Phases one to three of this process involved transcription and repeated listening, generating and refining codes, and outlining initial themes. Coding and theme generation was performed by SG using NVivo for Mac (version 11) (QSR International Pty Ltd). The coherence and conceptual distinctness of these themes was reviewed and refined in phases four and five. The final stage, phase six, involved the report writing itself. The analysis involved a constant process of code and theme refinement, moving between phases two to six; SG led the analysis, with coding and themes continuously developed and refined through discussion with JO and HH.
The process of thematic analysis was conducted three times to generate three separate analyses. First, the vet interviews and farmer interviews were treated as independent datasets and analysed without reference to the other, to understand key issues within each profession. Next, the datasets were combined and analysed together to generate a final set of themes exploring similarities and differences between the two professions.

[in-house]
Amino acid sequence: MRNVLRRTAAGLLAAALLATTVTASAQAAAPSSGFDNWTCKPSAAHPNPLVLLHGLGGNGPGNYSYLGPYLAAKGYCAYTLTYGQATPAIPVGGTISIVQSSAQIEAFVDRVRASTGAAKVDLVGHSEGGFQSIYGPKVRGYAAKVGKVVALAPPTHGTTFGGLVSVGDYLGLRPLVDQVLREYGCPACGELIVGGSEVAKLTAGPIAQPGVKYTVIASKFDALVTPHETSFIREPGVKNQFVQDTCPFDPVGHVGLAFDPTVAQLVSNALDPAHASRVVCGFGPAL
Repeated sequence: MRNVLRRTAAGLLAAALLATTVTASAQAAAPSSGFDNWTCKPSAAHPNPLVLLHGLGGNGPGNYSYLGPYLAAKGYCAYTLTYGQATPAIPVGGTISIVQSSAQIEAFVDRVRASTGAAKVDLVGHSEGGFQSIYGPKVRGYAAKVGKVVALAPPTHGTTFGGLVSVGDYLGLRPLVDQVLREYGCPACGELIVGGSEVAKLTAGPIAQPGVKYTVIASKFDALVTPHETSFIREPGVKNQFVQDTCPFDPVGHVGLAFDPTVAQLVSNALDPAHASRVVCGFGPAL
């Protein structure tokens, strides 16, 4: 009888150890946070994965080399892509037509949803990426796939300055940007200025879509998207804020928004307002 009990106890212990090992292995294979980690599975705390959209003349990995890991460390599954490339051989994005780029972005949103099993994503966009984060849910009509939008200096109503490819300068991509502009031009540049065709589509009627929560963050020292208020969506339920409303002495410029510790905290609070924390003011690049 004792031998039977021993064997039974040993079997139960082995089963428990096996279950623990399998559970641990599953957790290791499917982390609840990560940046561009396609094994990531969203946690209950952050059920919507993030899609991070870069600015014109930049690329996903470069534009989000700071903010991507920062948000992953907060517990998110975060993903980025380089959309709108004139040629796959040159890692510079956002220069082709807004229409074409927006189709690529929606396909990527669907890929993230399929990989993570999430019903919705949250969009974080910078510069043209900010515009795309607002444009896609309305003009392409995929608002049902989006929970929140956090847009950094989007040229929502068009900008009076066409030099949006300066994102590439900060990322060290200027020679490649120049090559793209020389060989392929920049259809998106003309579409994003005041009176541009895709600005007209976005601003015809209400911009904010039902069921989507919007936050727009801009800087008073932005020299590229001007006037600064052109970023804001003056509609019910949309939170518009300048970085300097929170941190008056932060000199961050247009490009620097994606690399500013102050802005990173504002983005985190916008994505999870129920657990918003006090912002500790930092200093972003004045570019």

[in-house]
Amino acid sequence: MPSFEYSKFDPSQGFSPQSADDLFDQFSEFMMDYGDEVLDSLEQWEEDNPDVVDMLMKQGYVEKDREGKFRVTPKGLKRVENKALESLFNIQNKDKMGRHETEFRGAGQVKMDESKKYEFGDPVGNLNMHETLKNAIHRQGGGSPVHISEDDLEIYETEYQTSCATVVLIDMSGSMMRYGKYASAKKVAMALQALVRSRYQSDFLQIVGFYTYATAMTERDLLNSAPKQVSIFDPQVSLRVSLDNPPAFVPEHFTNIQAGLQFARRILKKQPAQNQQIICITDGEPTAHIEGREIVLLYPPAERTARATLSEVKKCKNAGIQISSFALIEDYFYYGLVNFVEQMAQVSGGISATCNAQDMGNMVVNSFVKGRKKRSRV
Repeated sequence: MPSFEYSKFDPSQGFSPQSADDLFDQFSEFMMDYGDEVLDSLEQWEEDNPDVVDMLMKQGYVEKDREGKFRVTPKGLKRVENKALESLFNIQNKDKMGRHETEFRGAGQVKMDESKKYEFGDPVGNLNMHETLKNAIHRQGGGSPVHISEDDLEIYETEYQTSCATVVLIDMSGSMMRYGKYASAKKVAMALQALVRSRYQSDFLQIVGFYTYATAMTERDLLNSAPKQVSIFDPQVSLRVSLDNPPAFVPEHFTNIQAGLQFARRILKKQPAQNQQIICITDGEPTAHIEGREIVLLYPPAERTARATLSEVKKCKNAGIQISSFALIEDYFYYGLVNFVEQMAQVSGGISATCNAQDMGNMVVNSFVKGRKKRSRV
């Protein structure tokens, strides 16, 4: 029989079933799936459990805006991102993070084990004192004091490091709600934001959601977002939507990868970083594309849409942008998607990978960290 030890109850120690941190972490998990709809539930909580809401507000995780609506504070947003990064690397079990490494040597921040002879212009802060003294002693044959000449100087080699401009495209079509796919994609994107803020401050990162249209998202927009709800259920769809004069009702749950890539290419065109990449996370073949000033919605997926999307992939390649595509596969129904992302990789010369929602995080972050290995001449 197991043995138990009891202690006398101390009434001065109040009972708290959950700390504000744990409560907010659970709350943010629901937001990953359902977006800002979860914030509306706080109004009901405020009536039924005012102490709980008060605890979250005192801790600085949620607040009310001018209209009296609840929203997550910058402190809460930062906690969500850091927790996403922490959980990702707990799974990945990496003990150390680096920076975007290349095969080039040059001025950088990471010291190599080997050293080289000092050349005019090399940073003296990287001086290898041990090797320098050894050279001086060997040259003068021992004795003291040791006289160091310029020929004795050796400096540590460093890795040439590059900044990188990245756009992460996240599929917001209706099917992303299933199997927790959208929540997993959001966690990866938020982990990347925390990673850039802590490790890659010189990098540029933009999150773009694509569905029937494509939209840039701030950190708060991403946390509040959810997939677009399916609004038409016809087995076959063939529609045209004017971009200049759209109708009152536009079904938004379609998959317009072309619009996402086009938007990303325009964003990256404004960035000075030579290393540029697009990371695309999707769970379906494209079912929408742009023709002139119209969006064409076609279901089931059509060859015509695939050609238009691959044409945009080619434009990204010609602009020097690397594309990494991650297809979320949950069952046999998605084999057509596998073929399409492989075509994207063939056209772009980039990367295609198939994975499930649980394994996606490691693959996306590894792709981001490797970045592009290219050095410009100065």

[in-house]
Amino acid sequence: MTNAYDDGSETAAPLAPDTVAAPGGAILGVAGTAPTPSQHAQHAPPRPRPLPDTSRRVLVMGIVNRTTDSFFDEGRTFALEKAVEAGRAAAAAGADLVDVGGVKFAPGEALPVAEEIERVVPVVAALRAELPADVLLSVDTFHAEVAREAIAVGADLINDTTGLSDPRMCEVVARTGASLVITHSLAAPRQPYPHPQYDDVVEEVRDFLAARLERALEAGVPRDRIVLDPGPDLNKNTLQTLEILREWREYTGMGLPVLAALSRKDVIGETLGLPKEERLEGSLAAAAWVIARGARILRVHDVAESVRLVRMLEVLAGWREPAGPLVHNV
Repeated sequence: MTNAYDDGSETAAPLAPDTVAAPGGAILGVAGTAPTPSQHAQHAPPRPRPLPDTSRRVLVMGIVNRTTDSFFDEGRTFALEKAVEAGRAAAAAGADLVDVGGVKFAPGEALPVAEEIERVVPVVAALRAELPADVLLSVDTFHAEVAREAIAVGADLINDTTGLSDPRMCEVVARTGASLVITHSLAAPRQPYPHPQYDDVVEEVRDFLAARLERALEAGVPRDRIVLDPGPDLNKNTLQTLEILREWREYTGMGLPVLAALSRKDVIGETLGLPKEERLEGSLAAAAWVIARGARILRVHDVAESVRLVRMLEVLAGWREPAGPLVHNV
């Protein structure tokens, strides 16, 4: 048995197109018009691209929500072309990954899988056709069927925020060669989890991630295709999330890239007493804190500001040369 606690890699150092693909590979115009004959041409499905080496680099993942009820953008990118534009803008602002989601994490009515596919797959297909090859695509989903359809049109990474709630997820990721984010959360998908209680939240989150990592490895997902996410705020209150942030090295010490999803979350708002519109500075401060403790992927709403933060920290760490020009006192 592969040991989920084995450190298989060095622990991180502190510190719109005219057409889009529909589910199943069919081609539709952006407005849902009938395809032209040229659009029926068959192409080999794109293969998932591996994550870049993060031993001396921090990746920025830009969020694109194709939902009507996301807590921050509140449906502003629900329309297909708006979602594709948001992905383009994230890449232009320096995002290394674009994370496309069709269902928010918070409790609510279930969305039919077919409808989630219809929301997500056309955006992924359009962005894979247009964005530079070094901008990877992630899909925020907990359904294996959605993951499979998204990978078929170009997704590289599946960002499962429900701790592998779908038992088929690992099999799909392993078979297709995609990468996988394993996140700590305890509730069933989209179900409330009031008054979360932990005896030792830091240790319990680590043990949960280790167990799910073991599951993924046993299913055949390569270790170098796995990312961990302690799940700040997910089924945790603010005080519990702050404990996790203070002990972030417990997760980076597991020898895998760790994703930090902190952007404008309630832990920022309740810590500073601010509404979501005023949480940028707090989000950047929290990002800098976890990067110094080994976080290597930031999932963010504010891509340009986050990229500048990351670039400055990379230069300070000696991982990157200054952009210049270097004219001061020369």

A critical realist stance toward data collection and analysis was adopted. Critical realism is an epistemological position situated between realism and relativism; it reflects the tension that exists between attempting to access and study an objective reality, whilst acknowledging that data collected does not provide direct access to such a reality (47). A critical realist approach asserts that knowledge can be “discovered” through scientific methods, but the process of discovery and accumulation of knowledge is inevitably socially constructed (48). As thematic analysis is not rooted in any theoretical, epistemological, or ontological position (46), it can be suitably applied within a critical realist approach.